The other day (when I finished Devil’s Food) I laid out my library books and was quite excited by my options! There was 7 books on the pile and I would’ve been happy to start any of them, but after my eeny meeny miny moe ritual I was left with Equinox by Michael White, which Is one of the ones I’ve had out for the longest, so I was quite pleased.
Equinox is in the same vein as Dan Brown’s novels – It’s quite fast-paced and has short to-the-point chapters that first focus on character development, then investigation/research into the mystery which has an esoteric twist. I’ve read 16 chapters already (just over 100 pages) and am already hooked! So far the basic story revolves around Philip Bainbridge, a photographer that makes ends meet by snapping gristly crime-scene photos; and his ex and mother of his child, Laura Niven, a former crime-journalist who has recently become a popular crime writer. The mystery starts with a young woman being found dead in her car, with her chest surgically opened so her heart could be removed and an ancient gold coin put in its place. Philip is called in to photograph the scene and Laura sneaks a look at the gruesome body and becomes intrigued. When a second similar murder is discovered, Laura is determined to investigate the murders and use what she finds for a new best-seller.
The book also has occasional chapters set in 1690 which follow Issac Newton and his involvement with alchemy, which adds an extra slice of intrigue to the story.
Stay tuned for a review 🙂
Regular readers (or Bookbaggers as I affectionately call y’all 🙂 ) will be well aware of my love for Corinna Chapman and the series so far, so I’ll keep this short and sweet 🙂
Mmmmm Devil's food cake 🙂
Devil’s Food is the third Corinna Chapman mystery and revolves around a few mysteries all involving a similar problem: dangerous weight-loss. The first one starts when Corinna’s shop assistants, Kylie and Gossamer (who are typical weight/image obsessed teens) lash out at each other then dissolve into hysterics. Upon investigation Corinna finds a mysterious weight-loss tea in the girls apartment and resident witch Meroe confirms that the tea contains deadly ingredients and the girls strange behaviour was due to a slight overdose. Soon other residents of Insula (the Ancient Roman themed apartment the books are set in) Jon and Kepler hold a meeting to discuss a similar issue – suspicious herbs have been found in free trade products that Jon imports. Corinna and her detective boyfriend Daniel follow a couple of leads – a late-night club called Cade Vlad Tepes where Kylie and Goss say they got the tea; and the creepy Discarnate Brotherhood which have recently commissioned Corinna to make their ‘Famine Bread’ an unpalatable loaf made from lentil flour. On top of all this Corinna’s judgemental hippie mother, Starshine arrives out of the blue and demands Corinna helps her find her father, Sunlight, who is in Melbourne ‘finding himself’ and has been uncontactable.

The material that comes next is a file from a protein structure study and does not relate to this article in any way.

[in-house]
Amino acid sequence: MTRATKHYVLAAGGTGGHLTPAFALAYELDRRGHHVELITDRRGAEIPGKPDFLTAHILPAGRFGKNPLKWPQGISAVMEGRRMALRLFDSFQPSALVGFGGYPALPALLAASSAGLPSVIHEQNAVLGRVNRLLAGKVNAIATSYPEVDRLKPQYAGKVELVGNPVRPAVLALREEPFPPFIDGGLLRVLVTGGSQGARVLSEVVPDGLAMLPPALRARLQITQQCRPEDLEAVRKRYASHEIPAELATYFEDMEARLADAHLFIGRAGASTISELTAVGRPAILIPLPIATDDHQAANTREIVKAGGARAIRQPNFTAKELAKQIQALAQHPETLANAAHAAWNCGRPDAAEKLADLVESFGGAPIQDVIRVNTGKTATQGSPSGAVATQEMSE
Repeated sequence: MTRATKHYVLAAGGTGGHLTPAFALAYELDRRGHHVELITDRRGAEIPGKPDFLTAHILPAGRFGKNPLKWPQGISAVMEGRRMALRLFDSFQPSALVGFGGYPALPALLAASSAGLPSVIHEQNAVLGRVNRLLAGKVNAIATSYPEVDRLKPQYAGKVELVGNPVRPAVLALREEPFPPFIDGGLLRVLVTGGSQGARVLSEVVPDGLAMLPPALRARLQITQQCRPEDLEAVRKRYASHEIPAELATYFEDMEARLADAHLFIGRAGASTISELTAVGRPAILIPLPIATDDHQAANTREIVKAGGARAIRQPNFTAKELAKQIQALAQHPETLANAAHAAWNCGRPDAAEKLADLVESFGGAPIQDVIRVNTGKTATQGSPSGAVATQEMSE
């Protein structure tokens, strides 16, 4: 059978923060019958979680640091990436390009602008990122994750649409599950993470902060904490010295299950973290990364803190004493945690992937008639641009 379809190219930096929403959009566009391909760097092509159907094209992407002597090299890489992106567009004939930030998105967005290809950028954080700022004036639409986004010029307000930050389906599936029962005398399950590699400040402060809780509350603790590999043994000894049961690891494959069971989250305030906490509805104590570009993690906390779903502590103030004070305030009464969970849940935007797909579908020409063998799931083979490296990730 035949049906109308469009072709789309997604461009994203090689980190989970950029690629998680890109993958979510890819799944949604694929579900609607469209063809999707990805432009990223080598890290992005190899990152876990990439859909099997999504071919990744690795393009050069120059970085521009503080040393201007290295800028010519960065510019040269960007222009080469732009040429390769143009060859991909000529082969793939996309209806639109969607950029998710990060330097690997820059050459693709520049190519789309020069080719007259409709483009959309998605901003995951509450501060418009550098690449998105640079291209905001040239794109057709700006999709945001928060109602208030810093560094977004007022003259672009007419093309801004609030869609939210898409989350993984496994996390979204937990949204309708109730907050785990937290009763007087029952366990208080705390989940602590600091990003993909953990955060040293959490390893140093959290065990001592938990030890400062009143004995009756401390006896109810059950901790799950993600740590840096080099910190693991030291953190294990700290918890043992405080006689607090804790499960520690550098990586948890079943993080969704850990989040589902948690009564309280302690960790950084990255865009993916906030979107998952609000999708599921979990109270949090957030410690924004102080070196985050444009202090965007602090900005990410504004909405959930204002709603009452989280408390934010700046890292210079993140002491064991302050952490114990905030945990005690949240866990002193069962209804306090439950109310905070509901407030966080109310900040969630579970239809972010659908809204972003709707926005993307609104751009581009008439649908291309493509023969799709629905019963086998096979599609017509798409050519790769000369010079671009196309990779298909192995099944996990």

Corinna somehow manages to balance all these dramas and still bakes fabulous bread, enjoys a G&T or two and a warm cat on her lap, and has romantic interludes with her hunky man (good on her!). This book is my favourite of the series so far, for a few reasons:
- Corinna and Daniel’s relationship has progressed and they’re so sweet that I feel really happy for them (even tho they’re not real :P)
- The residents of Insula came together like a real family in this book – helping Kylie and Goss recover; helping Jon and Kepler with the mystery of the herb-filled urns; looking after Jason (Corinna’s former-junkie-turned-master-muffin-creator baker’s assistant) when he is sick; and lastly celebrating Jason’s 16th birthday.
- The mysteries’ conclusions were actually surprising! usually I guess whodunnit at least with one or two mysteries In a many layered mystery, but with both conclusions in Devil’s Food, the guilty parties didn’t even cross my mind until all was almost revealed 🙂 It’s much more fun that way.
- At the end of most chapters was a creepy little snippet which starts with “the man who was not yet a murderer” and became more and more chilling as they went on. It was a very mysterious touch that made me want to read another chapter…and another.
- At the beginning of the book is a diagram showing all the apartments of Insula and who lives in them, which I found very useful as it’s a series with a wonderful host of characters which are sometimes tricky to keep track of. A similar diagram can be found on the official Corinna Chapman website if you’re interested.
Overall It was a very enjoyable book – a fun, warming winter read perfect for holidays (which I’m currently on :D). I can’t wait til I get my hands on the next Corinna Chapman book – Trick or Treat – and the last one (so far!) – Forbidden Fruit.
I give Devil’s Food by Kerry Greenwood: